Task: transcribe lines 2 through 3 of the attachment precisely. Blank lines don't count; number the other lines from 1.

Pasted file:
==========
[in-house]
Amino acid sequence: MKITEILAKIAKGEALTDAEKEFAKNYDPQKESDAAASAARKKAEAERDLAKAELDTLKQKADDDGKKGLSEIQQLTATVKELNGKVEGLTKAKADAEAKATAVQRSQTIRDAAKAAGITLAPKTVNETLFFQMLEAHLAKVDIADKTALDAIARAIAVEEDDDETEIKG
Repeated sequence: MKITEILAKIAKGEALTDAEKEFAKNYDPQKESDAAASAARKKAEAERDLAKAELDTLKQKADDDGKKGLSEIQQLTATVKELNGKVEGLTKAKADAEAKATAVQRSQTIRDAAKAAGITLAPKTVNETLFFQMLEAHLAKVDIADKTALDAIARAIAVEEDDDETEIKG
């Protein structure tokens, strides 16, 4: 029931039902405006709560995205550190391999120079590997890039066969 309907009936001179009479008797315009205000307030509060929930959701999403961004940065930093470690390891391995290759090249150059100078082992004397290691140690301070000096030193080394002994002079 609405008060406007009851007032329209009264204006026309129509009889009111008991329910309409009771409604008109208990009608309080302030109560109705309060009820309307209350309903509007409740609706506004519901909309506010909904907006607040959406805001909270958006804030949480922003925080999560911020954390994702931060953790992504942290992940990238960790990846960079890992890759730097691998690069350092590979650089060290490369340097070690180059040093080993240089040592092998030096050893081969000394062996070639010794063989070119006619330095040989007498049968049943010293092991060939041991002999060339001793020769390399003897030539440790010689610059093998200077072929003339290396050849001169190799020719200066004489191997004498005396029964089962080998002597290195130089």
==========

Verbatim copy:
Amino acid sequence: MKITEILAKIAKGEALTDAEKEFAKNYDPQKESDAAASAARKKAEAERDLAKAELDTLKQKADDDGKKGLSEIQQLTATVKELNGKVEGLTKAKADAEAKATAVQRSQTIRDAAKAAGITLAPKTVNETLFFQMLEAHLAKVDIADKTALDAIARAIAVEEDDDETEIKG
Repeated sequence: MKITEILAKIAKGEALTDAEKEFAKNYDPQKESDAAASAARKKAEAERDLAKAELDTLKQKADDDGKKGLSEIQQLTATVKELNGKVEGLTKAKADAEAKATAVQRSQTIRDAAKAAGITLAPKTVNETLFFQMLEAHLAKVDIADKTALDAIARAIAVEEDDDETEIKG